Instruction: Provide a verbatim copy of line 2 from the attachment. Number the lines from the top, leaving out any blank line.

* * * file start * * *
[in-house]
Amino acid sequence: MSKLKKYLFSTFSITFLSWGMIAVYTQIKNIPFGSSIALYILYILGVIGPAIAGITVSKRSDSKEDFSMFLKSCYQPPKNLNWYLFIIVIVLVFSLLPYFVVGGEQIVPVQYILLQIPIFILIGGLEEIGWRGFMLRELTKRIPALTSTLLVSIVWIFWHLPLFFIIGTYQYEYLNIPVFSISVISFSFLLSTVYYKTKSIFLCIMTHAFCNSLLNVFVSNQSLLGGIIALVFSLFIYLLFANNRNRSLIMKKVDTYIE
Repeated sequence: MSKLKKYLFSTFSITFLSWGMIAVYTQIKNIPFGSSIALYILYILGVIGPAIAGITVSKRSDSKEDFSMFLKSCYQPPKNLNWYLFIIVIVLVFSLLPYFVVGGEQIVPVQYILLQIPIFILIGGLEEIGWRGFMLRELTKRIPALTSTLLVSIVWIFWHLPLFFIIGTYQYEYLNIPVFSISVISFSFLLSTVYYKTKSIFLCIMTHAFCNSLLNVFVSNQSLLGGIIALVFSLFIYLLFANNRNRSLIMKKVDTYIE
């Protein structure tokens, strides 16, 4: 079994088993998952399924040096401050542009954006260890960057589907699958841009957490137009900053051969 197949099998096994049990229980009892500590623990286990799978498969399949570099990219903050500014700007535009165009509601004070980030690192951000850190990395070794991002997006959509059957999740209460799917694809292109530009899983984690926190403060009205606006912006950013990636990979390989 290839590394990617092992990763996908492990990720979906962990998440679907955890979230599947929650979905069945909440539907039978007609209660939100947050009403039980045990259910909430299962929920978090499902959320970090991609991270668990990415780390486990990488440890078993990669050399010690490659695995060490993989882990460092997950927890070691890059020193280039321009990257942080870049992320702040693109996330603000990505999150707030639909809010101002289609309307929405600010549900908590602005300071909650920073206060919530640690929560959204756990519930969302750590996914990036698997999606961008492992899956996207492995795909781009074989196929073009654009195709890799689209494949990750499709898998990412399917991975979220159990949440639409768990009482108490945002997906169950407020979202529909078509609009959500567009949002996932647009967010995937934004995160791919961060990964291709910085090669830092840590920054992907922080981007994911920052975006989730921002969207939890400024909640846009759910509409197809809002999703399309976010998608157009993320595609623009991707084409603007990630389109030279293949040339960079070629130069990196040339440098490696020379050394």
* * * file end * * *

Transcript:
Amino acid sequence: MSKLKKYLFSTFSITFLSWGMIAVYTQIKNIPFGSSIALYILYILGVIGPAIAGITVSKRSDSKEDFSMFLKSCYQPPKNLNWYLFIIVIVLVFSLLPYFVVGGEQIVPVQYILLQIPIFILIGGLEEIGWRGFMLRELTKRIPALTSTLLVSIVWIFWHLPLFFIIGTYQYEYLNIPVFSISVISFSFLLSTVYYKTKSIFLCIMTHAFCNSLLNVFVSNQSLLGGIIALVFSLFIYLLFANNRNRSLIMKKVDTYIE